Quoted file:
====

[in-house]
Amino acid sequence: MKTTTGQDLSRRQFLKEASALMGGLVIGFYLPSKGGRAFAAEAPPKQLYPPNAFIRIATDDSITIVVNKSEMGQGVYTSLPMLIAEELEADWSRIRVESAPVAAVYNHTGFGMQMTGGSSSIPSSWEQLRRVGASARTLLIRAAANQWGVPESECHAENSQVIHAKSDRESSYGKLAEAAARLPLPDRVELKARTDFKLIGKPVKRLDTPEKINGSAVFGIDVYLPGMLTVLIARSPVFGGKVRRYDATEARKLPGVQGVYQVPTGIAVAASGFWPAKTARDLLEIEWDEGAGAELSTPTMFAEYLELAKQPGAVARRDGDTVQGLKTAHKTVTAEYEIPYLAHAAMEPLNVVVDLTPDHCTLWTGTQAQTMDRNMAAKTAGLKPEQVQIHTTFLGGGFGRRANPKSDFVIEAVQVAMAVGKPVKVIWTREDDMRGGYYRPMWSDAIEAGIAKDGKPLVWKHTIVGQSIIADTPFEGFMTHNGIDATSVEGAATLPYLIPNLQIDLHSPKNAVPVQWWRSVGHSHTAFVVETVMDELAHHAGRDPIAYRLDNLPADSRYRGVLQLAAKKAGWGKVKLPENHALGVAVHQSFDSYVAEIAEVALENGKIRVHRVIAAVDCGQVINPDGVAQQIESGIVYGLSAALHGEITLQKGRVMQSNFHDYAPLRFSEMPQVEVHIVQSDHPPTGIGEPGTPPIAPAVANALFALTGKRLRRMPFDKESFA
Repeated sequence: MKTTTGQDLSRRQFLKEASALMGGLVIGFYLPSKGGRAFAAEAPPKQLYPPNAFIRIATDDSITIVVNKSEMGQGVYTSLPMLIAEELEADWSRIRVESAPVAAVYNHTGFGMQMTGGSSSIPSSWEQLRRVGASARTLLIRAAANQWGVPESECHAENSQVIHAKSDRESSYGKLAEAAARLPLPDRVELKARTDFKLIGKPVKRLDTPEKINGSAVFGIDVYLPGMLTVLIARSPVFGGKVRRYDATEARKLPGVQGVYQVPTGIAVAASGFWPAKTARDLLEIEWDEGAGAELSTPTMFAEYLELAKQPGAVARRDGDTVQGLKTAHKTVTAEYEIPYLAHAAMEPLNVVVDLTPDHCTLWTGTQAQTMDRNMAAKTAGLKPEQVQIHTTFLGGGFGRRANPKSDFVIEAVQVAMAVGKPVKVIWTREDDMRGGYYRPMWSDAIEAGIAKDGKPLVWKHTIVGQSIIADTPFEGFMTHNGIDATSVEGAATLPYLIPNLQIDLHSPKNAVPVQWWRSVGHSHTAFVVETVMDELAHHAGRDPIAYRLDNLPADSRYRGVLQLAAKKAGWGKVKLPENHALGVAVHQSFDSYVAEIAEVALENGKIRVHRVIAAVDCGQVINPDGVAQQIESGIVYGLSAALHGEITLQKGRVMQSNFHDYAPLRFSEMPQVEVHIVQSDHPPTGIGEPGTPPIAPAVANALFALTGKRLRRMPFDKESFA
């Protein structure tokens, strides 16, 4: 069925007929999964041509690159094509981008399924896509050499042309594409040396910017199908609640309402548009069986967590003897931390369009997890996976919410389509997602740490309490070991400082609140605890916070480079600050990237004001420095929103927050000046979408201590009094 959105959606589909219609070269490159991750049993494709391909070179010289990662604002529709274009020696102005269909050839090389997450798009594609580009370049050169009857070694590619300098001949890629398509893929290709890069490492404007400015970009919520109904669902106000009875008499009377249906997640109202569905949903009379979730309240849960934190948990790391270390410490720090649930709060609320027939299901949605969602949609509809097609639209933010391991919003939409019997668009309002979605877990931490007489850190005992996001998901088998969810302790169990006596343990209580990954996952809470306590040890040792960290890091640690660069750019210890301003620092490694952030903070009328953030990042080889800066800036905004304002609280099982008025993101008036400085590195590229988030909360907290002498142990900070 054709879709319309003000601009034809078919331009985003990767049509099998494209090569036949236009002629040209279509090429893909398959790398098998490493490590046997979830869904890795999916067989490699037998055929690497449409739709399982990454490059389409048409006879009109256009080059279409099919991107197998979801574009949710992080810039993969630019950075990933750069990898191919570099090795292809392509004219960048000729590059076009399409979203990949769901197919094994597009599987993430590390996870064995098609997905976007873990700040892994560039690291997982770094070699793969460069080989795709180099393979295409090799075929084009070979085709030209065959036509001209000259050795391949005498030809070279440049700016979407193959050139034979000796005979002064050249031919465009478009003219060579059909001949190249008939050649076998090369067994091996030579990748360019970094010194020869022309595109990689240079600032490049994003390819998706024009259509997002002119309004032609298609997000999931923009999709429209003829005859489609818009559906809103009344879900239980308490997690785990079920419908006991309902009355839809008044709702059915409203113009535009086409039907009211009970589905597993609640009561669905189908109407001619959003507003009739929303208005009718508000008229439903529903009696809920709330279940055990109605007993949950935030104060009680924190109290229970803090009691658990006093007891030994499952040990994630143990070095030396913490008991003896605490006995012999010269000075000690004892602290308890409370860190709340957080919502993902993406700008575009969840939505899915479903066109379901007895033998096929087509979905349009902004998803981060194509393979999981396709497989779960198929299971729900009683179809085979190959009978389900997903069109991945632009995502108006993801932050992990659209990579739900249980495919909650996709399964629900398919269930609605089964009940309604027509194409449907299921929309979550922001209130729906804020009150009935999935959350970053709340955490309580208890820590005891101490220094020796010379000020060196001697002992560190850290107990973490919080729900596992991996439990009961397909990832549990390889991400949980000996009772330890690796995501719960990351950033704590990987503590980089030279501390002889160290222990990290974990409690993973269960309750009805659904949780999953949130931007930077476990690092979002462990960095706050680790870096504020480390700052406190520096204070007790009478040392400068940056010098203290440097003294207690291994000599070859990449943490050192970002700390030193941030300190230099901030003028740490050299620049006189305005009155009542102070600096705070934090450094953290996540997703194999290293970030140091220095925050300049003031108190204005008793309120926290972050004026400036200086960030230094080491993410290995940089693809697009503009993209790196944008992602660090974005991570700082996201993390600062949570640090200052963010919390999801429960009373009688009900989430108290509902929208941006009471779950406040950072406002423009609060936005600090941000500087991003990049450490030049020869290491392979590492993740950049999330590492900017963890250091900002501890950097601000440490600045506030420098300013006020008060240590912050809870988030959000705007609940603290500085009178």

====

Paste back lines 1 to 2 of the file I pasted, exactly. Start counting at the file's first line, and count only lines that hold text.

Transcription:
[in-house]
Amino acid sequence: MKTTTGQDLSRRQFLKEASALMGGLVIGFYLPSKGGRAFAAEAPPKQLYPPNAFIRIATDDSITIVVNKSEMGQGVYTSLPMLIAEELEADWSRIRVESAPVAAVYNHTGFGMQMTGGSSSIPSSWEQLRRVGASARTLLIRAAANQWGVPESECHAENSQVIHAKSDRESSYGKLAEAAARLPLPDRVELKARTDFKLIGKPVKRLDTPEKINGSAVFGIDVYLPGMLTVLIARSPVFGGKVRRYDATEARKLPGVQGVYQVPTGIAVAASGFWPAKTARDLLEIEWDEGAGAELSTPTMFAEYLELAKQPGAVARRDGDTVQGLKTAHKTVTAEYEIPYLAHAAMEPLNVVVDLTPDHCTLWTGTQAQTMDRNMAAKTAGLKPEQVQIHTTFLGGGFGRRANPKSDFVIEAVQVAMAVGKPVKVIWTREDDMRGGYYRPMWSDAIEAGIAKDGKPLVWKHTIVGQSIIADTPFEGFMTHNGIDATSVEGAATLPYLIPNLQIDLHSPKNAVPVQWWRSVGHSHTAFVVETVMDELAHHAGRDPIAYRLDNLPADSRYRGVLQLAAKKAGWGKVKLPENHALGVAVHQSFDSYVAEIAEVALENGKIRVHRVIAAVDCGQVINPDGVAQQIESGIVYGLSAALHGEITLQKGRVMQSNFHDYAPLRFSEMPQVEVHIVQSDHPPTGIGEPGTPPIAPAVANALFALTGKRLRRMPFDKESFA